And you probably know where this is going. Right now, more than a thousand miles away, there is a now infamous caravan winding their way through Mexico, headed toward the American border. Current estimates say there are seven thousand people, coming from some of the poorest countries in Central America. They have left countries terrorized by violence and political instability. They have left whatever they had behind and travelled with next to nothing, men, women, children together, desperately looking for a place to build their futures. Now, it is obviously not possible to bring in every person and harbor them here. That is beyond the pale of discussion. In all likelihood, most of the people in that caravan know that their chances are a bit like playing the lottery. Yet they know, their chances of survival are greatly improved when the reach our border over staying home subject to the whims of the crime syndicates and corrupt political bodies. I am not advocating simply opening our gates and letting everyone settle here. But, what I do believe, is that we can look to the story of Abraham for guidance in how to respond to this caravan of people.
They are poor. They are unarmed. They are desperate. Never before has a mighty nation like ours been so afraid of a group of unarmed, poor people. What they want is to apply for asylum, escaping the dangers of their home countries to which they cannot return. They want to work. To raise families. To live in stability with functional law enforcement. They want to participate in a democracy. Basically, they want to enjoy the very things we love about this country. We see them coming, and as a nation, we ought to be running to them, eager to help, to console, to support. But instead, we are running the other way, sounding the alarm, making up lies, stoking fear in a cynical ploy to gain political points. It has been said that they are going to enter our country illegally, though there is absolutely no way to measure their intent, nor can such a mass of people cross our border unnoticed. It has been said that the caravan is full of criminals, but there is nothing to confirm that. It has been said that they are coming as part of a diabolical ploy to vote illegally in our elections, as if it were even possible. It has also been said that dangerous middle easterners are mixed in with the caravan and are intent on slipping into our country to commit terrorist acts. The absurdity of this statement is astounding. He is playing on people’s fears of terrorism and an assumption that Hondurans and Mexicans would not know the difference between themselves and members of ISIS. Just because many of our fellow Americans see the world as being either white or everything else, does not mean that people of color cannot tell the difference. It smacks of racism. At best, it is utter naivete. As a nation, we should know to disregard such blatantly false statements. But what is our national response? We are sending a thousand army troops to join the 2,000 national guardsmen who are already on the ground. Meanwhile, we are working on a plan to prevent members of the caravan from even applying for asylum at our border.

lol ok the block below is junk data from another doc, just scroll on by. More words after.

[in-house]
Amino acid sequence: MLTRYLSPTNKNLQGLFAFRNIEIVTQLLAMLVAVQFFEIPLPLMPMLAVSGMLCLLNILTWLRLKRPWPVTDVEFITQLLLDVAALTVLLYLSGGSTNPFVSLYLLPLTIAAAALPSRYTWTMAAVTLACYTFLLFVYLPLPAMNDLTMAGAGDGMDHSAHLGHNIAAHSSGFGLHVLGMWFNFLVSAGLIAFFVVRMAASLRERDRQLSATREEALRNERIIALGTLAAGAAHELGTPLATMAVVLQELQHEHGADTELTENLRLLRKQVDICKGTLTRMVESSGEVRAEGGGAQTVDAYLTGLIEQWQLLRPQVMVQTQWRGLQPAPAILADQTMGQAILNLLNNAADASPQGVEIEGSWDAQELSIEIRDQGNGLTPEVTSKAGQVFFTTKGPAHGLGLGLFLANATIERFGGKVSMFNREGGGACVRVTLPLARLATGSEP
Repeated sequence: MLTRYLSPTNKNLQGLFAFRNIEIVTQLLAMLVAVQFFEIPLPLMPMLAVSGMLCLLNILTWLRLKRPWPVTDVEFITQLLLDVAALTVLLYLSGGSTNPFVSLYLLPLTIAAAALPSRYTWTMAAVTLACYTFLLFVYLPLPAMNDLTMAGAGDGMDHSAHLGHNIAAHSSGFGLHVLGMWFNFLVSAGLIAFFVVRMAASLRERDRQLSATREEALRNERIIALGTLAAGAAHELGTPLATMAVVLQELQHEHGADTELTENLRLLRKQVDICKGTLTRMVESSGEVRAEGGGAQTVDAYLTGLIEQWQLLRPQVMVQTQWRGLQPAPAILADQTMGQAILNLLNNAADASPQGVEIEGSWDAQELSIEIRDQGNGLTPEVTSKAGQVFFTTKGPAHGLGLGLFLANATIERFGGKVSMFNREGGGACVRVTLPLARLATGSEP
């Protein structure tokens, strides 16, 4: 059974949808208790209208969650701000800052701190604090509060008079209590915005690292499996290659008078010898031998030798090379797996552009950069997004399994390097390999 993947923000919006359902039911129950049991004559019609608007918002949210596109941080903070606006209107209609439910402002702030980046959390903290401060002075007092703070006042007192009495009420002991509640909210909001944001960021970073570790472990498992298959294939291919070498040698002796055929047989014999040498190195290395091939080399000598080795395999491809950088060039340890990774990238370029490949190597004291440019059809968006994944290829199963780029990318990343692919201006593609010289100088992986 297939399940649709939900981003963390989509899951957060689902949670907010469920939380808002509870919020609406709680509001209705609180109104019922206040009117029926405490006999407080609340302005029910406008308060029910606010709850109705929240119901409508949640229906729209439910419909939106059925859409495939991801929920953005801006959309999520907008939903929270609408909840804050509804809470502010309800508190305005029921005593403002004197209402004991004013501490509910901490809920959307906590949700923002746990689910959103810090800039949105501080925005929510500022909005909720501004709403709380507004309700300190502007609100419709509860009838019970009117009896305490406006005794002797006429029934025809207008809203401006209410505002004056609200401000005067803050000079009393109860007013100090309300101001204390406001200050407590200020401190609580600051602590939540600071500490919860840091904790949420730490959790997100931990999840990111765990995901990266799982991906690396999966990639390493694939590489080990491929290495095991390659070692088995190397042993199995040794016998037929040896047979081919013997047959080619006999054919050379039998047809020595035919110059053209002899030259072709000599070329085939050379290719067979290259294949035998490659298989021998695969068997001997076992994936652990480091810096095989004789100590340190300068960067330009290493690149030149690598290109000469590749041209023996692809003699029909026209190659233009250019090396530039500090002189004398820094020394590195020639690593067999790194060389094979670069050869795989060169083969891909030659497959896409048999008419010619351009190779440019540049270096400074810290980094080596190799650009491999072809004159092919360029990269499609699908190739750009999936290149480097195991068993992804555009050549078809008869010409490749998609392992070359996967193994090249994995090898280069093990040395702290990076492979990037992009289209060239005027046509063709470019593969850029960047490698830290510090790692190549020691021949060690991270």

That is a lot of soldiers being sent to confront a group of unarmed, poor people. Greeting people with guns in such a manner, after building up so much fear, the potential horrors of the possible outcomes are limitless. Such a military presence calls to mind the dramatic principle of Chekov’s gun. That is to say, when, a gun is introduced into a scene, it has to go off. Placing an army in front of a group of people whom we are told we are supposed to fear, that is playing with fire. If something, God forbid, happens, our nation could have a lot of innocent blood on its hands. We cannot allow this to happen.
So what might happen if instead, we treated the caravan the way Abraham treated the mysterious travelers. If we respond humanely, with a bit of food and water rather than guns and intimidation, we might help to sustain them for a short period of time. We also might be able to save lives by granting legitimate requests for long-term asylum. We might, in the end, gain some new hard-working citizens who contribute to our economy. We might gain new friends as we continue to expand the diversity of our country, enriching the melting pot that has made our country great for so many generations. Like Abraham, we might be rewarded by our visitors with a better future. Then again, maybe nothing great will become of it. Maybe none of them will get to stay. But we will always know that, when given the opportunity to do a mitzvah, to show compassion, we took it, running to the aid of strangers. Whether they stay forever or not, we can and must affirm the dignity of all people. We can also, like Abraham, show zerizut, enthusiasm for running to our fellow man, rather than running from them. We as a nation are reaching a moment of decision—between a campaign of hospitality and love or a campaign of fear and intimidation.
Let us hope we make the one which ensures blessings and life for us and for all.